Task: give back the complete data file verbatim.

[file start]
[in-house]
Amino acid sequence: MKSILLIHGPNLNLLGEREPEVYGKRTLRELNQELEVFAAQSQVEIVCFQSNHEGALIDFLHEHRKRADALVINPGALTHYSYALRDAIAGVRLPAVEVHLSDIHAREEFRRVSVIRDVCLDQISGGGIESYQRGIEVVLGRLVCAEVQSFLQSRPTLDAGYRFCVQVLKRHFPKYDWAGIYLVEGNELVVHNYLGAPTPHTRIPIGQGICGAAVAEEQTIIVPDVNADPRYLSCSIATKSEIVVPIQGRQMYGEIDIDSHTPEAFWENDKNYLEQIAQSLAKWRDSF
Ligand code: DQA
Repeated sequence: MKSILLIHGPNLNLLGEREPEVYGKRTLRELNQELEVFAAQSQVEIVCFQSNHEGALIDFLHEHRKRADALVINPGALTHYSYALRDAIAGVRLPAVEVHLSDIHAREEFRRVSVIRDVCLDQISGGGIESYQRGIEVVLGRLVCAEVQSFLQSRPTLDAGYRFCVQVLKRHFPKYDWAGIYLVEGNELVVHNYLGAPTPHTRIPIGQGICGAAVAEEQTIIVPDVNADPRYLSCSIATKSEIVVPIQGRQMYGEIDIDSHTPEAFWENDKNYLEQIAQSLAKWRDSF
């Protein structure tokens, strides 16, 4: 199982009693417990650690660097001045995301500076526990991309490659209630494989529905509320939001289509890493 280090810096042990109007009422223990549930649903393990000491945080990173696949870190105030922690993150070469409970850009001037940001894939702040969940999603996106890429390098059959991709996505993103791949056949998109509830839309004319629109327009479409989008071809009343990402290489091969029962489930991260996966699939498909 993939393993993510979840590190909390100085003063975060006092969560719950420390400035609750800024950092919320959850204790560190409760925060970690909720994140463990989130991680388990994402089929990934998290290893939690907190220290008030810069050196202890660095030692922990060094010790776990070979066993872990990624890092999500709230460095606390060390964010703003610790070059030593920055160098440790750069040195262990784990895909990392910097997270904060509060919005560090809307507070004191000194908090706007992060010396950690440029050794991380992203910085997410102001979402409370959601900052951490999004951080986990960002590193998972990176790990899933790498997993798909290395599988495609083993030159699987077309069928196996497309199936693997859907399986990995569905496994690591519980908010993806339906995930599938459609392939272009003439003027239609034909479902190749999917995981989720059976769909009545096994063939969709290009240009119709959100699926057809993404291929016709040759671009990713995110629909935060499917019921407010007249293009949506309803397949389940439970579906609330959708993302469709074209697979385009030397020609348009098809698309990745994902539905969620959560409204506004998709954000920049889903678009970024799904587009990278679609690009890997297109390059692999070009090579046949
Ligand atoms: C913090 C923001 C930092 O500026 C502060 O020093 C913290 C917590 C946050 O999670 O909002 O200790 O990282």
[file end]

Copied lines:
[in-house]
Amino acid sequence: MKSILLIHGPNLNLLGEREPEVYGKRTLRELNQELEVFAAQSQVEIVCFQSNHEGALIDFLHEHRKRADALVINPGALTHYSYALRDAIAGVRLPAVEVHLSDIHAREEFRRVSVIRDVCLDQISGGGIESYQRGIEVVLGRLVCAEVQSFLQSRPTLDAGYRFCVQVLKRHFPKYDWAGIYLVEGNELVVHNYLGAPTPHTRIPIGQGICGAAVAEEQTIIVPDVNADPRYLSCSIATKSEIVVPIQGRQMYGEIDIDSHTPEAFWENDKNYLEQIAQSLAKWRDSF
Ligand code: DQA
Repeated sequence: MKSILLIHGPNLNLLGEREPEVYGKRTLRELNQELEVFAAQSQVEIVCFQSNHEGALIDFLHEHRKRADALVINPGALTHYSYALRDAIAGVRLPAVEVHLSDIHAREEFRRVSVIRDVCLDQISGGGIESYQRGIEVVLGRLVCAEVQSFLQSRPTLDAGYRFCVQVLKRHFPKYDWAGIYLVEGNELVVHNYLGAPTPHTRIPIGQGICGAAVAEEQTIIVPDVNADPRYLSCSIATKSEIVVPIQGRQMYGEIDIDSHTPEAFWENDKNYLEQIAQSLAKWRDSF
């Protein structure tokens, strides 16, 4: 199982009693417990650690660097001045995301500076526990991309490659209630494989529905509320939001289509890493 280090810096042990109007009422223990549930649903393990000491945080990173696949870190105030922690993150070469409970850009001037940001894939702040969940999603996106890429390098059959991709996505993103791949056949998109509830839309004319629109327009479409989008071809009343990402290489091969029962489930991260996966699939498909 993939393993993510979840590190909390100085003063975060006092969560719950420390400035609750800024950092919320959850204790560190409760925060970690909720994140463990989130991680388990994402089929990934998290290893939690907190220290008030810069050196202890660095030692922990060094010790776990070979066993872990990624890092999500709230460095606390060390964010703003610790070059030593920055160098440790750069040195262990784990895909990392910097997270904060509060919005560090809307507070004191000194908090706007992060010396950690440029050794991380992203910085997410102001979402409370959601900052951490999004951080986990960002590193998972990176790990899933790498997993798909290395599988495609083993030159699987077309069928196996497309199936693997859907399986990995569905496994690591519980908010993806339906995930599938459609392939272009003439003027239609034909479902190749999917995981989720059976769909009545096994063939969709290009240009119709959100699926057809993404291929016709040759671009990713995110629909935060499917019921407010007249293009949506309803397949389940439970579906609330959708993302469709074209697979385009030397020609348009098809698309990745994902539905969620959560409204506004998709954000920049889903678009970024799904587009990278679609690009890997297109390059692999070009090579046949
Ligand atoms: C913090 C923001 C930092 O500026 C502060 O020093 C913290 C917590 C946050 O999670 O909002 O200790 O990282």